Earlier this year I wrote about the patent for a wooden horn mouthpiece, available on Free Patents Online. This a fascinating resource, and offers a glimpse into some horn-related items that might-have-been. Most of the inventions seem to be meticulously thought out, with copious annotations describing design and use. Some of the inventions have made their way into the mainstream market, but others have become largely forgotten. One thread that runs through the history of horn-making and horn-related inventions is the quest for better efficiency and ergonomics, with the overall goal of making a sometimes precarious instrument a bit more manageable. Here are a few of my favorites.
“French Horn Mute” Patent filed Nov. 3, 1927 by Carl A. Schumann I’ve never seen anything quite like this! Apparently this mute is meant to be “incorporated in the sound wave passage of the horn at a point adjacent the valves and between the mouthpiece of the bell and by providing the mute with tubing, this tubing may be properly proportioned, and of a length to begin the muting effect after it has passed through the valve and to discharge it thru [sic] a properly proportioned convolution, having a suitable discharge bell.” (p. 3) If I’m reading this correctly, the mute would actually be incorporated into the horn itself, and not inserted into the bell, thereby avoiding the need for scrambling during rapid mute changes.
“Mute for Horn-Type Instruments” Patent filed March 12, 1991 by Thomas Purdie Another fascinating take on mute design, this one seeks to create a muted sound, but without lessening the actual volume of the instrument.
“Musical Horn Construction” Patent filed January 20, 1976 by Mark S. Veneklasen This appears to be the patent for the “Veneklasen” horn, one of the most intriguing ventures in recent horn design. Mark Veneklasen was an acoustician and amateur horn player, and created a remarkably advanced and efficient horn. Unfortunately, his design never made it into commercial production For more information on the Veneklasen horn, check out this page on Hornplayer.net
“French Horn” Patent filed March 27, 2001 by Wu-Hong Hsieh Like the Veneklasen horn, this particular invention incorporates a modular design, allowing one horn to be adjusted for either adults or children.
“French Horn” Patent filed on December 31, 1991 by Van O. Nicolai This patent appears to be for a five-valve double horn, in B-flat and high E-flat. Other innovations include a built-in left hand strap, and “cork block mountings” instead of the normal soldered braces between tubing.
“French Horn” Patent filed on September 13, 1945 by C.F. Hubley Another five-valve horn design, this one “raises the dependable playing range of tones up to high C and costs only slightly more to manufacture than a single horn. It accomplishes stability of high tones by having a shorter length of tubing than any French horn heretofore; that is, the length of tubing from mouthpiece to end of bell bypassing all valve crooks or slides.” (p. 3).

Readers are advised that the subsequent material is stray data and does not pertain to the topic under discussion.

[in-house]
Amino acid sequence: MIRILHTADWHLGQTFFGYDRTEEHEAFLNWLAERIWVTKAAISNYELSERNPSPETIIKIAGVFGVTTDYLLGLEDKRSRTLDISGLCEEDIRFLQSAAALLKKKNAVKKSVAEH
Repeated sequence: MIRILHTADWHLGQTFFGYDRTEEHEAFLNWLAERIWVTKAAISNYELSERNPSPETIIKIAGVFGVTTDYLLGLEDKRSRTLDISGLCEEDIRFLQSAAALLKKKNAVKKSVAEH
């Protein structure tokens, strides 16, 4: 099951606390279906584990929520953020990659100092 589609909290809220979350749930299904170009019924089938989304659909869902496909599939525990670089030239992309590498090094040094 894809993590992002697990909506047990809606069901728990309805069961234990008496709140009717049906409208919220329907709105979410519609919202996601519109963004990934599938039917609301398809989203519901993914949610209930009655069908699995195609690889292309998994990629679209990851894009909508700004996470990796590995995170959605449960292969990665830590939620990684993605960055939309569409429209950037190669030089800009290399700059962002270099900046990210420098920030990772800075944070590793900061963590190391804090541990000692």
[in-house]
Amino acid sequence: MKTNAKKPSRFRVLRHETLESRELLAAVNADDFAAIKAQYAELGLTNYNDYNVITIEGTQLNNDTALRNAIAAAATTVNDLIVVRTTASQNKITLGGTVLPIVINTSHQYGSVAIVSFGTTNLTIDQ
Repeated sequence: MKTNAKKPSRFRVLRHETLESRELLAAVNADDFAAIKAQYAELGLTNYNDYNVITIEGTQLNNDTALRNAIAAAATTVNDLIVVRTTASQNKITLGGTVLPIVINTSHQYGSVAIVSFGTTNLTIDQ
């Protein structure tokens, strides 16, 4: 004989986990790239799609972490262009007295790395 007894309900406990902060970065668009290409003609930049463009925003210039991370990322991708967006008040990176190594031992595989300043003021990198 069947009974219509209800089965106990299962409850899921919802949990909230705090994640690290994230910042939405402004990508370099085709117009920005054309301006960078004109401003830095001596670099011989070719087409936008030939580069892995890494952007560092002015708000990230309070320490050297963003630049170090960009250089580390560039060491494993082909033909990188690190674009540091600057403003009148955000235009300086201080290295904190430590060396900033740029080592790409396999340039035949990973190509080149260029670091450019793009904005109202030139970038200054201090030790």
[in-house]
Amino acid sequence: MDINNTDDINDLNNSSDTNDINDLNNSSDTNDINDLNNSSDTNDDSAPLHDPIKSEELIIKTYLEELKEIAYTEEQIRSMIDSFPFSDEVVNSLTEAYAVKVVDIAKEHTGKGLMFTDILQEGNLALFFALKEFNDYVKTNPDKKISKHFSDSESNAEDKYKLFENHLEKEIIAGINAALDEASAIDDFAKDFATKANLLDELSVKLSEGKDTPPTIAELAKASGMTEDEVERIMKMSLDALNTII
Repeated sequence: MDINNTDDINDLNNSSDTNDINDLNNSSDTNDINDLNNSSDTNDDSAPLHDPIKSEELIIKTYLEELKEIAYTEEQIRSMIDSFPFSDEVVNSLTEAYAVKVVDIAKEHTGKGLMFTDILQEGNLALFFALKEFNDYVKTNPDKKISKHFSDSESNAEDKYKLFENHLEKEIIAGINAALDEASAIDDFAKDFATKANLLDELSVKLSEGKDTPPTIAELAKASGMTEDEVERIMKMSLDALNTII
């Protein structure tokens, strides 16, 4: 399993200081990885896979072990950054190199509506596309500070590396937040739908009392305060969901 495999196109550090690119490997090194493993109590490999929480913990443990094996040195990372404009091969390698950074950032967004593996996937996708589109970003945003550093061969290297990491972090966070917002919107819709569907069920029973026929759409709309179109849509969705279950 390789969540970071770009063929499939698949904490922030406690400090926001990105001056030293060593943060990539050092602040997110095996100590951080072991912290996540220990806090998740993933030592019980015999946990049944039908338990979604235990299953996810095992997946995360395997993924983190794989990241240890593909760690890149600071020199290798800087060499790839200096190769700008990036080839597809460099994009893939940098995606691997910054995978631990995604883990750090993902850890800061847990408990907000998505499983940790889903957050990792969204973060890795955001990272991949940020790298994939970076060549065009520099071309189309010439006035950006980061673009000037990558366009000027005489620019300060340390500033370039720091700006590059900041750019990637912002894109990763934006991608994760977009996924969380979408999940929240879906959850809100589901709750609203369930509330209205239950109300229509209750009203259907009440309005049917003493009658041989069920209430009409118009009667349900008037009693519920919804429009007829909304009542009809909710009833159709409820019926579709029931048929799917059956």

“Hornette” Patent filed on February 19, 1991 by John Clark According to the patent, the Hornette has “substantially the same range as a French horn but has a forward facing bell for greater projection…The instrument includes a rotary valve for changing the key from an F-alto to a B-flat. The instrument includes a French horn lead pipe.” (p. 1) I’m assuming the John Clark listed here as the inventor is the famous jazz horn player.
“French Horn Spatula” Patent filed on May 21, 1991 by James H. Andersen This simple little improvement to valve levers actually made it into production, most notably on a few models of horn by Holton. See if you can figure out which models!
“Horn with Intermediate Tube Network Enlarged in Inner Diameter” Patent filed on Nov. 29, 1994 by Shinji Hamanaga I’m not exactly sure what is going on with this particular design – some of the technical language is pretty dense for me. This radical-looking design was created (I think) in an effort to build a more efficient horn – the design bears little resemblance to the modern horn.
“Wind Instrument Finger Exercise Device” Patent filed May 4, 2006 by Marielle Woods Like the spatula above, this one seems to have made it into the commercial realm – compare the drawing in the patent with the device shown here.
If you haven’t gotten your fill of horn-related inventions, check out the links below. I couldn’t find patents for these items, but they are interesting nonetheless.
Acousticoil for brass instruments, invented by Don Novy
The Pipstick, invented by Pip Eastop
The “Watt Lifter,” invented by Bob Watt
On the first patent, I have seen these on Vienna horns. It is a stopping mute as I understand it and it makes all those tricky Mahler passages – going open and closed, back and forth – a lot easier.
Interesting! I wonder why they haven’t become popular in the U.S.